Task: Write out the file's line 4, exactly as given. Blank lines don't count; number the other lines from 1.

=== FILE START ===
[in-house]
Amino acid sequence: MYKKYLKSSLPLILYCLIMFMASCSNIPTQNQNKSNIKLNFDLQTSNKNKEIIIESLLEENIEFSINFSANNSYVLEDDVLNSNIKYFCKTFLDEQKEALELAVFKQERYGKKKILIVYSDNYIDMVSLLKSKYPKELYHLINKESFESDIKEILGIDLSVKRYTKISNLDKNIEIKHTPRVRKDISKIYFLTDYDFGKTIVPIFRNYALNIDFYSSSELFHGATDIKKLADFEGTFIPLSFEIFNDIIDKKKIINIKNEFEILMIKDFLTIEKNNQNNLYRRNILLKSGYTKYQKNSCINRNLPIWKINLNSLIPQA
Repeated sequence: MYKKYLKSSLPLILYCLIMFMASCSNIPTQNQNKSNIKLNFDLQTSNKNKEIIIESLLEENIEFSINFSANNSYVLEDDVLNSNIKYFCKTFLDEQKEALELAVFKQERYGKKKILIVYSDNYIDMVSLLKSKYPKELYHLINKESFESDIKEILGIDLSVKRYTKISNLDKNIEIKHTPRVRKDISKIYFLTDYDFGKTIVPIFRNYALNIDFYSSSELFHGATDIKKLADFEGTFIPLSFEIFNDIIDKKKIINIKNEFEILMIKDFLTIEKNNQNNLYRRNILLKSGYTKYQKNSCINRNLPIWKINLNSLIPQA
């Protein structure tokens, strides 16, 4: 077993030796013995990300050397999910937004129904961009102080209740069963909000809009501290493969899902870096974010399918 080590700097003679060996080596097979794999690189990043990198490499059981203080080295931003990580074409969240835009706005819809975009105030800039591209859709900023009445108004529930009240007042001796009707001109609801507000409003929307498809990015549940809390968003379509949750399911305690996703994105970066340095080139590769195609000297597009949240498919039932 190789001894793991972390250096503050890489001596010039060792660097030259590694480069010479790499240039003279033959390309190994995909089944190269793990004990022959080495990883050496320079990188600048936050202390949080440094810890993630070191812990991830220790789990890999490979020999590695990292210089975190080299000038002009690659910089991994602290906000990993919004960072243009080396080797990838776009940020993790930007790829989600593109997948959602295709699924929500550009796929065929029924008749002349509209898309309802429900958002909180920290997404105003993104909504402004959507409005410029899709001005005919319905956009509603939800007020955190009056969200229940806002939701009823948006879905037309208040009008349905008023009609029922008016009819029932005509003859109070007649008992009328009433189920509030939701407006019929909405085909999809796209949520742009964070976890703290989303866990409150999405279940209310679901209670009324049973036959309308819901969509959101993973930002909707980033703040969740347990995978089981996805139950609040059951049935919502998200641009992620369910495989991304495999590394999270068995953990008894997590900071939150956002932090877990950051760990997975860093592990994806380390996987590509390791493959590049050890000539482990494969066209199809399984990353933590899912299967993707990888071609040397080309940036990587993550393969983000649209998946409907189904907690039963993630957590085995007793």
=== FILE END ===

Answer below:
């Protein structure tokens, strides 16, 4: 077993030796013995990300050397999910937004129904961009102080209740069963909000809009501290493969899902870096974010399918 080590700097003679060996080596097979794999690189990043990198490499059981203080080295931003990580074409969240835009706005819809975009105030800039591209859709900023009445108004529930009240007042001796009707001109609801507000409003929307498809990015549940809390968003379509949750399911305690996703994105970066340095080139590769195609000297597009949240498919039932 190789001894793991972390250096503050890489001596010039060792660097030259590694480069010479790499240039003279033959390309190994995909089944190269793990004990022959080495990883050496320079990188600048936050202390949080440094810890993630070191812990991830220790789990890999490979020999590695990292210089975190080299000038002009690659910089991994602290906000990993919004960072243009080396080797990838776009940020993790930007790829989600593109997948959602295709699924929500550009796929065929029924008749002349509209898309309802429900958002909180920290997404105003993104909504402004959507409005410029899709001005005919319905956009509603939800007020955190009056969200229940806002939701009823948006879905037309208040009008349905008023009609029922008016009819029932005509003859109070007649008992009328009433189920509030939701407006019929909405085909999809796209949520742009964070976890703290989303866990409150999405279940209310679901209670009324049973036959309308819901969509959101993973930002909707980033703040969740347990995978089981996805139950609040059951049935919502998200641009992620369910495989991304495999590394999270068995953990008894997590900071939150956002932090877990950051760990997975860093592990994806380390996987590509390791493959590049050890000539482990494969066209199809399984990353933590899912299967993707990888071609040397080309940036990587993550393969983000649209998946409907189904907690039963993630957590085995007793």